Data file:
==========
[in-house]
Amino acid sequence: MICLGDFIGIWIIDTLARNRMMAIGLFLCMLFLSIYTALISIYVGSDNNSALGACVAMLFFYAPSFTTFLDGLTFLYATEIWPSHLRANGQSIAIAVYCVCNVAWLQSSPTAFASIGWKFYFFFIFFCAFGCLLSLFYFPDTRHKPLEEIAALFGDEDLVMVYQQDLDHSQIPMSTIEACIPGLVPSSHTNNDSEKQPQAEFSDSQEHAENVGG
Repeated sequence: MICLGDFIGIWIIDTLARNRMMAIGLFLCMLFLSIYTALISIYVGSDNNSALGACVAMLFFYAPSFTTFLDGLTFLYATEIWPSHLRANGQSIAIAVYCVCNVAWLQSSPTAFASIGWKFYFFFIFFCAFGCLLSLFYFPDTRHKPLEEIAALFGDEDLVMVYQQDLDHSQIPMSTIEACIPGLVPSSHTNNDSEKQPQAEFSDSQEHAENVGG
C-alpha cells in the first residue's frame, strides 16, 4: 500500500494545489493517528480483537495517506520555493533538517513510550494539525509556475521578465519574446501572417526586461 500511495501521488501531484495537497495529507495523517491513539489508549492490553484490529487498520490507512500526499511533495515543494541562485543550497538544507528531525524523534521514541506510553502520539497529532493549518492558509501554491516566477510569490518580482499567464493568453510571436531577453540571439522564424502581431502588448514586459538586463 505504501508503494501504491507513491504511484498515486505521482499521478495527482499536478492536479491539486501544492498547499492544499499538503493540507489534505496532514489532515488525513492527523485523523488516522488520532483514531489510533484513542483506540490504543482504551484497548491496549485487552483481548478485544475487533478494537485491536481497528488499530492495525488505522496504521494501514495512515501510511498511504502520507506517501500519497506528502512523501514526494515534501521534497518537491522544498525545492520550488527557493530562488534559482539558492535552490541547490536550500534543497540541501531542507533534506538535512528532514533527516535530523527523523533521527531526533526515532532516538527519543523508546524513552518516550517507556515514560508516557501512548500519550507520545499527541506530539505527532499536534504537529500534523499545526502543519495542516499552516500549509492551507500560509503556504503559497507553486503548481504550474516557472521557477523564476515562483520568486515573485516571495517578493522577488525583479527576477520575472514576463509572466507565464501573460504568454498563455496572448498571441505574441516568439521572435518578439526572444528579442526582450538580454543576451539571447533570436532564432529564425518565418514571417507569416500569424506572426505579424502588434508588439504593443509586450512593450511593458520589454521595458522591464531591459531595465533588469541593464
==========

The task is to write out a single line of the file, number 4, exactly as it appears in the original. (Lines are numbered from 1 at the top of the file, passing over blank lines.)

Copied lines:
C-alpha cells in the first residue's frame, strides 16, 4: 500500500494545489493517528480483537495517506520555493533538517513510550494539525509556475521578465519574446501572417526586461 500511495501521488501531484495537497495529507495523517491513539489508549492490553484490529487498520490507512500526499511533495515543494541562485543550497538544507528531525524523534521514541506510553502520539497529532493549518492558509501554491516566477510569490518580482499567464493568453510571436531577453540571439522564424502581431502588448514586459538586463 505504501508503494501504491507513491504511484498515486505521482499521478495527482499536478492536479491539486501544492498547499492544499499538503493540507489534505496532514489532515488525513492527523485523523488516522488520532483514531489510533484513542483506540490504543482504551484497548491496549485487552483481548478485544475487533478494537485491536481497528488499530492495525488505522496504521494501514495512515501510511498511504502520507506517501500519497506528502512523501514526494515534501521534497518537491522544498525545492520550488527557493530562488534559482539558492535552490541547490536550500534543497540541501531542507533534506538535512528532514533527516535530523527523523533521527531526533526515532532516538527519543523508546524513552518516550517507556515514560508516557501512548500519550507520545499527541506530539505527532499536534504537529500534523499545526502543519495542516499552516500549509492551507500560509503556504503559497507553486503548481504550474516557472521557477523564476515562483520568486515573485516571495517578493522577488525583479527576477520575472514576463509572466507565464501573460504568454498563455496572448498571441505574441516568439521572435518578439526572444528579442526582450538580454543576451539571447533570436532564432529564425518565418514571417507569416500569424506572426505579424502588434508588439504593443509586450512593450511593458520589454521595458522591464531591459531595465533588469541593464